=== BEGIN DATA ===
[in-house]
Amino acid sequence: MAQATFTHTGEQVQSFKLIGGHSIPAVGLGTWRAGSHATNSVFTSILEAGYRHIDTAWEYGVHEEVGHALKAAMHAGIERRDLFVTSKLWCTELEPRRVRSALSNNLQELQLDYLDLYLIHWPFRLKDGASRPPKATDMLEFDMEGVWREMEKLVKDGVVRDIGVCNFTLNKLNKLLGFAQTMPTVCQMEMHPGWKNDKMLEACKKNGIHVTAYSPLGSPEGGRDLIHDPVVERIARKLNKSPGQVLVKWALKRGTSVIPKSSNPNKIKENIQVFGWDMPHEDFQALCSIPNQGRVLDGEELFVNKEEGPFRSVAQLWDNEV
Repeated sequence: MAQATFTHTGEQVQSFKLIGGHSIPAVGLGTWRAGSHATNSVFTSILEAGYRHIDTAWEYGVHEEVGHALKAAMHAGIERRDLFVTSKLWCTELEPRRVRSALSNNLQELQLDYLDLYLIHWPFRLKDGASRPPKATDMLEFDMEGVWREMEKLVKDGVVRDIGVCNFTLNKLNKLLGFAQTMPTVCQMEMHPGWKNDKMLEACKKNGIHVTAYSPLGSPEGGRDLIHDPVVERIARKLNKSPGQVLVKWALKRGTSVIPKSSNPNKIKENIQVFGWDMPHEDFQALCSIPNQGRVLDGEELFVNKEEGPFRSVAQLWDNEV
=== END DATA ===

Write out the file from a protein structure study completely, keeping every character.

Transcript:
[in-house]
Amino acid sequence: MAQATFTHTGEQVQSFKLIGGHSIPAVGLGTWRAGSHATNSVFTSILEAGYRHIDTAWEYGVHEEVGHALKAAMHAGIERRDLFVTSKLWCTELEPRRVRSALSNNLQELQLDYLDLYLIHWPFRLKDGASRPPKATDMLEFDMEGVWREMEKLVKDGVVRDIGVCNFTLNKLNKLLGFAQTMPTVCQMEMHPGWKNDKMLEACKKNGIHVTAYSPLGSPEGGRDLIHDPVVERIARKLNKSPGQVLVKWALKRGTSVIPKSSNPNKIKENIQVFGWDMPHEDFQALCSIPNQGRVLDGEELFVNKEEGPFRSVAQLWDNEV
Repeated sequence: MAQATFTHTGEQVQSFKLIGGHSIPAVGLGTWRAGSHATNSVFTSILEAGYRHIDTAWEYGVHEEVGHALKAAMHAGIERRDLFVTSKLWCTELEPRRVRSALSNNLQELQLDYLDLYLIHWPFRLKDGASRPPKATDMLEFDMEGVWREMEKLVKDGVVRDIGVCNFTLNKLNKLLGFAQTMPTVCQMEMHPGWKNDKMLEACKKNGIHVTAYSPLGSPEGGRDLIHDPVVERIARKLNKSPGQVLVKWALKRGTSVIPKSSNPNKIKENIQVFGWDMPHEDFQALCSIPNQGRVLDGEELFVNKEEGPFRSVAQLWDNEV